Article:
Friday, August 7, 2020

The New York Yankees Are Burning

No, the Yankees’ locker room did not catch on fire from an abundance of steroids. Rather , Curtis Publishing Co., owner of Norman Rockwell’s “Bottom of the 6th” painting, has filed a lawsuit in U.S. District Court in Manhattan seeking to stop ESPN from rebroadcasting The Bronx is Burning (a series about the 1977 New York Yankees) until ESPN withdraws the image from the film.

(Bottom of the 6th, by Norman Rockwell)

According to Curtis, ESPN “did not have a license to use the painting and was committing willful copyright infringement.” The eight-part film series has been sold in both DVD and VHS formats. Keep in mind that there is a difference between having title to the painting and owning the copyright to it. However, we’re sure no IP lawyer would have sued if Curtis simply had title. More from the AP here.


Art Teacher Sold Fake Art

A former public school art teacher made at least $20,000 by making fake ceramic vases and bowls in his garden studio and passing them off as the work of renowned artists. 52 year-old Jeremy Broadway began selling his fakes via the internet and eventually offered his fakes to world-famous auction houses such as Christies. The fake works were sold to collectors across the U.S. and Europe, but the exact number of sold fakes is still unknown. A stack of fake pots was found by police during a raid on Broadway’s studio. The Guardian has more on this story.


U.K. to Ban Intimate Spanking!

According to the BBC, a “bill outlawing the possession of ‘extreme pornography’ is set to become law next week.”

It’s bad enough that airline travelers carrying laptops now have to worry about the images stored on their hard drive (no pun intended), but now the U.K. has placed the burden on consumers to filter out any “extreme pornography” from their possession. In a seemingly extreme and sexual-xenophobic gesture, the U.K. seems hell-bent on denying their debaucherous citizens pleasure from foreign porn: “Until now pornographers, rather than consumers, have needed to operate within the confines of the 1959 Obscene Publications Act (OPA). While this law will remain, the new act is designed to reflect the realities of the internet age, when pornographic images may be hosted on websites outside the UK.”

Read the rest of this entry »


Spain: Thieves Like Art…Lots of It!

Approximately 150 art thefts occur yearly in Spain, reports El Pais. The majority of the

works stolen are paintings, including two paintings by Diego de Velázquez stolen from The Real Madrid Palace in 1989. In the last 15 years there have been over 7,000 art thefts, with approximatly over 500 stolen artworks still to be recovered by Spanish authorities (although they do mention a 2001 recovery of two Goyas). The majority of thefts occur in churches, private homes, auction houses and art museums. As if this wasn’t enough, authorities have to deal with a second problem stemming from these thefts: forgeries! Spanish authorities believe that the market for forgeries is growing, amplified by unscrupulous art experts more than willing to authenticate fake Warhols, Picassos, and Dalis.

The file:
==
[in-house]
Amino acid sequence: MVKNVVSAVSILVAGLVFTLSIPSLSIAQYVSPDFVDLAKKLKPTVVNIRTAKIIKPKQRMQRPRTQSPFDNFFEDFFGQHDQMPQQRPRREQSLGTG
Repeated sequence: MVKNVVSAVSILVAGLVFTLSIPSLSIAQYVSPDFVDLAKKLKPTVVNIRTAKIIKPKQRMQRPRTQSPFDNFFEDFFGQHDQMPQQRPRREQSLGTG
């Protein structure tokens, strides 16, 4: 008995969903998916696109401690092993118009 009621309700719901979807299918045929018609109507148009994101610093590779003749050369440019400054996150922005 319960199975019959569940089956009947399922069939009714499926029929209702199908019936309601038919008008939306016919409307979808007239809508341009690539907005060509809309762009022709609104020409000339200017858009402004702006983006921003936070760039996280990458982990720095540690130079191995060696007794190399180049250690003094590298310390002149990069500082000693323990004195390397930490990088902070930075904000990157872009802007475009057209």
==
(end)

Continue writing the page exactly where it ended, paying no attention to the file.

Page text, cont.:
Judge: Kurtz Not A Terrorist

After approximatley five years of wasting public monies on a ridiculous charge, a “judge threw out charges Monday against Steven Kurtz, a college art professor accused of improperly obtaining biological materials for an exhibit protesting U.S. government policy on genetically modified foods. U.S. District Judge Richard Arcara ruled that the 2004 mail and wire fraud indictment against Steven Kurtz, a University at Buffalo professor, was ‘insufficient on its face.’”

“Kurtz is a founding member of the Critical Art Ensemble, which has used human DNA and other biological materials in works intended to draw attention to political and social issues. His arrest drew protests from artists in several countries who called the charges an intrusion on artistic freedom.The U.S. Attorney’s Office in Buffalo said it was considering an appeal but otherwise declined to discuss the ruling,” said CBC.


It’s So Famous I didn’t Know It Was Missing

A painting by famous Swiss painter, Ferdinand Hodler, was reported stolen last month when shippers arrived at the owner’s home, only to be advised by the owner that the painting had already been given to them. After mutual bafflement, the owner advised the shippers that an “unknown woman presented herself more than a year earlier to pick up the artwork for the show, arousing no suspicion[.]” The painting is reported to be worth 1.1 million francs ($1.1 million). From


Jesus Has Left the Building

A federal judge ruled this past week that Jesus cannot hang (out) in a courthouse unless he’s accompanied by “other historical ‘lawgivers,’ including Moses, Charlemagne and Napoleon Bonaparte.” To be precise, the federal judge actually ruled that a painting depicting Jesus presenting the New Testament above the words, “To Know Peace, Obey These Laws” cannot hang in a Louisiana courthouse unless the context makes it clear that the courthouse is not endorsing a particular religion. Read more on this at The First Amendment Center.


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